Morton R. Bearman, who helped elect two generations of Symingtons to Congress and who became one of the St. Louis area’s first environmental attorneys, died Friday. He was 92.
Mr. Bearman was a staunch Democrat who was active in politics throughout his life. He served as campaign chair for both the late Stuart Symington, the former four-term U.S. senator from Missouri, and Symington’s son, James, who was elected four times to the U.S. House of Representatives.
Louis Daniel Brodsky, a stunningly prolific writer who composed nearly 12,000 poems, including more than 350 on the Holocaust, has died.
When Mr. Brodsky decided to become serious about his poetry, he committed himself to writing a poem every day of his life.
“He worked at being a poet,” said Eugene Redmond, professor emeritus of Southern Illinois University Edwardsville and poet laureate of East St. Louis. “Lou went to work like a physician, like a person who worked in a coal mine, like a janitor, like a math teacher. It was amazing.”
In the dog-eat-dog world of music radio, Lou “Fatha” Thimes Sr. was top dog for a very long time.
“In broadcasting you’ve got to be able to contend with all types of personalities, your boss, the program director …” said the veteran disc jockey, leaving the sentence dangling in the 1999 book of biographies, Lift Every Voice and Sing. But, he added: “Broadcasting is a beautiful field. I’ve loved every moment of it.”
Former Missouri State Rep. Sheila Lumpe, who reluctantly entered statewide politics and became the first woman to lead the powerful House Budget Committee and came within a whisper of being the first speaker of the House, died on Wednesday.
When her husband began cajoling her to run for the office, she balked, siding with detractors who thought her “too soft” and subject to being “eaten alive” by big-time politics.
Linda Skrainka, whose brush strokes reflect everyday life and transform the banalities into large, exquisite tributes to architectural stasis, nature and ordinary moments in time, died yesterday morning.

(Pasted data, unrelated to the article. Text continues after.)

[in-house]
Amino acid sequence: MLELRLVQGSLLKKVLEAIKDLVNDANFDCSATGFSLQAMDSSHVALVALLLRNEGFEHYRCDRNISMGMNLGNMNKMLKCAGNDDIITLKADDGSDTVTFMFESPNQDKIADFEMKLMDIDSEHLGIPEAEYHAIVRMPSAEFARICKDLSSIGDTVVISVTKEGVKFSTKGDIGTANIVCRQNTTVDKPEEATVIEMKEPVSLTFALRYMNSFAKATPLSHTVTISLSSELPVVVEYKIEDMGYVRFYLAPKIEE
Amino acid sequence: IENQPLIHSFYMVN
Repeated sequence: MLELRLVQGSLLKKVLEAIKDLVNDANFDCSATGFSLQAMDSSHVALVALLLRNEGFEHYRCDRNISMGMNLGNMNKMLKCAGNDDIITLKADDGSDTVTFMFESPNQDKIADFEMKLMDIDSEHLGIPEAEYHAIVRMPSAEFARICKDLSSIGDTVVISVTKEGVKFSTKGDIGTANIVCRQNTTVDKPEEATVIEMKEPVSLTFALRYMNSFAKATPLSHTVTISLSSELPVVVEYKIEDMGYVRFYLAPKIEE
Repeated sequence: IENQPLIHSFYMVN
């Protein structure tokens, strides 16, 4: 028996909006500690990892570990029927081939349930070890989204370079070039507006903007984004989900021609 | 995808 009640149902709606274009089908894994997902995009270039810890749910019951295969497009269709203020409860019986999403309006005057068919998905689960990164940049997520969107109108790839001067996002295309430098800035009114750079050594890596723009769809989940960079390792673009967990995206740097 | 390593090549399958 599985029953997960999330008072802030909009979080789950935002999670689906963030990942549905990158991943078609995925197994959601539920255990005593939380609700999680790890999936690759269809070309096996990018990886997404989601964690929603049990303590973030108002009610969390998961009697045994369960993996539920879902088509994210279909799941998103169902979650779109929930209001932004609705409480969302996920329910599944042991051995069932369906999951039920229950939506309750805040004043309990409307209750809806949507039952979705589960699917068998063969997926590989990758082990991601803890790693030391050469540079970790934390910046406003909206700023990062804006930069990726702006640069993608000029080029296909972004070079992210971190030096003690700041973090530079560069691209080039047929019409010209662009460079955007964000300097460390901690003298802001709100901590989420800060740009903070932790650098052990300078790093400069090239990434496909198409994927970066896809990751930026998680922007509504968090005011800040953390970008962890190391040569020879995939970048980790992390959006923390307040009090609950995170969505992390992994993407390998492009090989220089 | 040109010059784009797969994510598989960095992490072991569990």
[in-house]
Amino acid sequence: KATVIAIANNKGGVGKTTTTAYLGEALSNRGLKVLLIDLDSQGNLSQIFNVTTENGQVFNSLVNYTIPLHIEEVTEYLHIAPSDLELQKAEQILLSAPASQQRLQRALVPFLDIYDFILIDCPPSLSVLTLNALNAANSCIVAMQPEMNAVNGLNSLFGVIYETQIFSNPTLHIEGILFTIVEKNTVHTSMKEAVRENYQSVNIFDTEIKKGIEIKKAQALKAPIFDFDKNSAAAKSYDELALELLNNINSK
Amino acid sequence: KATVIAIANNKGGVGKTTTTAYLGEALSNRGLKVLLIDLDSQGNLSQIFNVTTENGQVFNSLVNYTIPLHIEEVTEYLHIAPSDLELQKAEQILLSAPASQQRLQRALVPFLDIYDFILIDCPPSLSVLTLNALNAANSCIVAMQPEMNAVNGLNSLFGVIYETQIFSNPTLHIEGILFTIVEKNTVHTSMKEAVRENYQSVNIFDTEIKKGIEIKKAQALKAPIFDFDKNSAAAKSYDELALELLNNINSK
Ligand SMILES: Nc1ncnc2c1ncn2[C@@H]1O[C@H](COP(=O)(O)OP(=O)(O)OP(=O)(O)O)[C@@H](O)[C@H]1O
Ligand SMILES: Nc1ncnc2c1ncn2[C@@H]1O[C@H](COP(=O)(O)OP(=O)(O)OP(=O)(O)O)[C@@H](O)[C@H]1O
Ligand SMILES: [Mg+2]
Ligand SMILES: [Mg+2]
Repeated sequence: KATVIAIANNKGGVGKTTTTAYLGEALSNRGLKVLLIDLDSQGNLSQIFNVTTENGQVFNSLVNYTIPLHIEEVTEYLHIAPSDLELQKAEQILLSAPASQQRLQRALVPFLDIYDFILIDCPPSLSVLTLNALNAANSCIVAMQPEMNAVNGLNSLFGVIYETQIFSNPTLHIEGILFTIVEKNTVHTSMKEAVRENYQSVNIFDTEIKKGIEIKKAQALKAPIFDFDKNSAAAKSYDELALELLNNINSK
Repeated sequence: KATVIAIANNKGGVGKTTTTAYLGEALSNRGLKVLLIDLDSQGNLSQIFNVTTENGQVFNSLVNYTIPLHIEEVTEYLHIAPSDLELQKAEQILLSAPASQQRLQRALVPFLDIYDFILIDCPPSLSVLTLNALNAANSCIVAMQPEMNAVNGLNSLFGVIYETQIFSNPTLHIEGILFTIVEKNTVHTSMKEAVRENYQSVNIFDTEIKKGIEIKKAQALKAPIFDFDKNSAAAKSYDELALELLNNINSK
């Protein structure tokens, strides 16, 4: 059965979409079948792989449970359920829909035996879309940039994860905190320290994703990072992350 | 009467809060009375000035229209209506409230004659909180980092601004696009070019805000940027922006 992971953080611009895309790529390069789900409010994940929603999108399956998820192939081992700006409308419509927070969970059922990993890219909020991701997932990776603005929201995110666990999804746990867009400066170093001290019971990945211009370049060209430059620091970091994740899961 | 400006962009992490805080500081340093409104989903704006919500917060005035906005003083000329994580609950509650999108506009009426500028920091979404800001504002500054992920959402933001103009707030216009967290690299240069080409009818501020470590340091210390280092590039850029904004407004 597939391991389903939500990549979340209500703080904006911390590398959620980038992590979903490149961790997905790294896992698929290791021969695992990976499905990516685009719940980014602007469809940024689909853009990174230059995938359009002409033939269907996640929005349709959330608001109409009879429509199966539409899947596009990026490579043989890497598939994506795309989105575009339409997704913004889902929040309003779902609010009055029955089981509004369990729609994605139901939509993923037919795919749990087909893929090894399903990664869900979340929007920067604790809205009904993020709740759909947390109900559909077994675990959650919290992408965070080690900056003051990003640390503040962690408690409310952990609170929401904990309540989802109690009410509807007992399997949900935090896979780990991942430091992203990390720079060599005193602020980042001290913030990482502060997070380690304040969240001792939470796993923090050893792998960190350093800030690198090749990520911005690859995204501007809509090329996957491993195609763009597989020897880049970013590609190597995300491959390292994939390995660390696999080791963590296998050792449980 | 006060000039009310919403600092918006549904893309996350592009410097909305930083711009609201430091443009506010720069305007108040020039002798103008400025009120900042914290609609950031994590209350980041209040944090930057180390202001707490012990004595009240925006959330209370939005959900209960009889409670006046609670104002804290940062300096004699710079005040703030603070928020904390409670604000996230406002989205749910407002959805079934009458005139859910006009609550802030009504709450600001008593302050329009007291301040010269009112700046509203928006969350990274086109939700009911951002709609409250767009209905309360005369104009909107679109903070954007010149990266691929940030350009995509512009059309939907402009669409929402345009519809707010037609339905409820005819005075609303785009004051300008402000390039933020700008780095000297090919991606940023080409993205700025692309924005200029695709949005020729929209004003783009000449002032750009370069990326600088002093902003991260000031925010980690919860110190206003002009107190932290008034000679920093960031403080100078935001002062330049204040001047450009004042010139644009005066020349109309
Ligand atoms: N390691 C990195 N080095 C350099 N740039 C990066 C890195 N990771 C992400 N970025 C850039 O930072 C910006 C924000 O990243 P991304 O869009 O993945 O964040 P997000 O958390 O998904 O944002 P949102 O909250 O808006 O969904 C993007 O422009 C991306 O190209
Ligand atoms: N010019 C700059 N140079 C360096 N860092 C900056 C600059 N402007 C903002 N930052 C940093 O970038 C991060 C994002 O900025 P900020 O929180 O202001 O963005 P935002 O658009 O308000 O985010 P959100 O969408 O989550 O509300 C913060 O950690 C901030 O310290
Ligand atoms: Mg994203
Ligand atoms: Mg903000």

Her oil paintings are imbued with minute details that human eyes often fail to register, making them a treasure of rediscovery. They are also, often, literal reflections as Mrs. Skrainka painted shadows and mirrored surfaces to create pictures within pictures.
Eric Nuetzel, M.D., didn’t merely enjoy good stage and screen performances, he dissected them. He plumbed the depths of such Shakespearean classics as Othello and Macbeth, as well as timeless movies like It’s A Wonderful Life and Raging Bull, to find their meaning and relevance to the human condition.
Dr. Nuetzel, who eagerly shared his astute analyses with audiences and students, taught simultaneously in the Department of Psychiatry and the Performing Arts Department at Washington University.
When Joseph Teasdale ran for governor in the mid-70s, he walked a thousand miles en route to winning the tightest gubernatorial race in the nation, handing a popular incumbent governor a stunning defeat. His margin of victory over Missouri Republican Gov. Christopher S. “Kit” Bond, by whom he had been defeated in the previous election, was a mere 12,000 votes out of more than 1.9 million cast. Even members of the Teasdale campaign cabinet were stunned.
Ralph V. Streiff, who was onboard at homegrown Nooter Corp. as the former boiler works company moved into building custom apparatus that helped stamp out polio and put men on the moon, died Sunday. He was 86.
Fresh out of Washington University School of Engineering in 1951, Mr. Streiff joined Nooter as a sales engineer. Forty years later, he retired as president and chairman of the company, which had become one of the largest metal fabricators in the world during his tenure.
During the late 1950s, Rory Ellinger, a high school student at Bishop Du Bourg, had a job as a checker at Kroger’s. During a lunch break, he became transfixed by people picketing the nearby Woolworth’s over dining practices.
“Blacks could only order food to go out,” he recalled in the 1999 book, A Generation Divided. “If you were black, you came in and they served you in a bag and you had to leave.”
He joined the NAACP picket line. It was the prelude to a life defined by the civil rights movement.